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Sensitivity to Light? It Could Be Keratoconus

Sensitivity to Light? It Could Be Keratoconus

You used to feel perfectly comfortable driving at night, but now you struggle because of glaring lights and halos around lights. And you’re in your 20s, so age has nothing to do with it. If this sounds familiar, an uncommon condition called keratoconus may be to blame.

At Vision and Ortho-K, Dr. Curtis Frank has had decades of experience helping patients with keratoconus. In this month’s blog post, we want to take a closer look at this condition and how we can help you see more clearly again.

Recognizing keratoconus 

Under ideal circumstances, your corneas (the front part of your eyes) feature a nice round shape that allows light to enter your eye and focus correctly on your retina. With keratoconus, your corneas thin and bulge out, distorting the light that enters your eyes which interferes with your vision.

In most cases, keratoconus begins in late adolescence or the early 20s, and this early development is one of the first clues in helping to diagnose keratoconus.

The other clues include the following the symptoms:

These symptoms typically progress slowly over the course of 10-20 years before they slow. Symptoms can be worse in one eye than the other, but both eyes are usually affected.

The causes keratoconus

Unfortunately, we don’t know why some people develop keratoconus. We have established some links, however, such as the fact that 1 out of 10 people with the eye condition have a family member with the same problem.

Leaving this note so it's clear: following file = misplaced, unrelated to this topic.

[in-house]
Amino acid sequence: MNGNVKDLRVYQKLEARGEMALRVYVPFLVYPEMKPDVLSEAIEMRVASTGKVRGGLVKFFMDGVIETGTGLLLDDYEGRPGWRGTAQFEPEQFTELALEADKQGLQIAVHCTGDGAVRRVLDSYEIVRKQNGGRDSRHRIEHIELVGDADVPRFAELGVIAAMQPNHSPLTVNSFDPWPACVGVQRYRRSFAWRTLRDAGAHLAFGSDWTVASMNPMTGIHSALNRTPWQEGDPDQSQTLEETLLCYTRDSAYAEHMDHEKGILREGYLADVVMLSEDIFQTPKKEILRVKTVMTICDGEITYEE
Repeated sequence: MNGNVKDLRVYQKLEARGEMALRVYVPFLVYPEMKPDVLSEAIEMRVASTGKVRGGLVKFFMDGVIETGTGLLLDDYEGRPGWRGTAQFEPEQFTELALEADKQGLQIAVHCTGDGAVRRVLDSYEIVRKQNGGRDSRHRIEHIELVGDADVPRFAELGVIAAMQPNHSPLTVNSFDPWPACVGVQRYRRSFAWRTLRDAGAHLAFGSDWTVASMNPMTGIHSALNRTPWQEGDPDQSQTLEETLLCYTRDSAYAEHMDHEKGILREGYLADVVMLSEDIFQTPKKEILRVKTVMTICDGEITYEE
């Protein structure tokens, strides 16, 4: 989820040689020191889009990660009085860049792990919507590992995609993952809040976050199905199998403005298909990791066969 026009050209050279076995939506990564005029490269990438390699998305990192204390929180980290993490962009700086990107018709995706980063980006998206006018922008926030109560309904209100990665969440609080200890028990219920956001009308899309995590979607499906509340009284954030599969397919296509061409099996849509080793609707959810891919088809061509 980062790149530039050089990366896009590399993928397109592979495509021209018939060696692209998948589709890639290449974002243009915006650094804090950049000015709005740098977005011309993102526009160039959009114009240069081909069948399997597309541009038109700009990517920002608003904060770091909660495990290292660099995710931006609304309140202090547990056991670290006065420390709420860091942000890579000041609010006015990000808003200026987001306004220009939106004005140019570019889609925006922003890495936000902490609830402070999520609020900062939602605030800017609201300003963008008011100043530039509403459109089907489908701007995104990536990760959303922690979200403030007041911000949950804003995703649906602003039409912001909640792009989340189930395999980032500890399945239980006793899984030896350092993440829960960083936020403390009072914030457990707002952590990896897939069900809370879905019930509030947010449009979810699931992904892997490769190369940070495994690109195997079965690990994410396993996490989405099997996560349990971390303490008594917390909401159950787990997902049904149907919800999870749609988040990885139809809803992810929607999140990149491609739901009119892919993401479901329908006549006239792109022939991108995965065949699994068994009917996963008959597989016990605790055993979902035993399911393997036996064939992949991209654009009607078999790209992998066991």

As well, keratoconus may be linked to frequent eye rubbing, in addition to certain conditions, such as asthma and Down’s syndrome.

Diagnosing keratoconus

If you suspect you or a loved one might have keratoconus, a quick trip to one of our offices will provide an immediate answer. We can easily measure the curvature of your corneas to determine whether keratoconus is present.

Treating keratoconus

If your keratoconus is creating vision issues, we can turn to specialty contact lenses to help you see more clearly. These lenses include ortho-k lenses that reshape your corneas at night or scleral lenses, which are much larger and cover more of your eye.

If wearing contact lenses proves difficult, we can outfit you with prescription glasses that will improve your vision and even remove some of the glare.

If your keratoconus is advanced and causing serious issues, we can discuss whether a corneal transplant or a procedure called collagen cross-linking might be appropriate for you.

The bottom line is that we do have options when it comes to restoring your vision on the heels of keratoconus.

If you suspect you might have keratoconus and you’d like expert diagnosis and treatment of the eye condition, schedule an appointment at one of our offices in Boston or Newton Upper Falls, Massachusetts.

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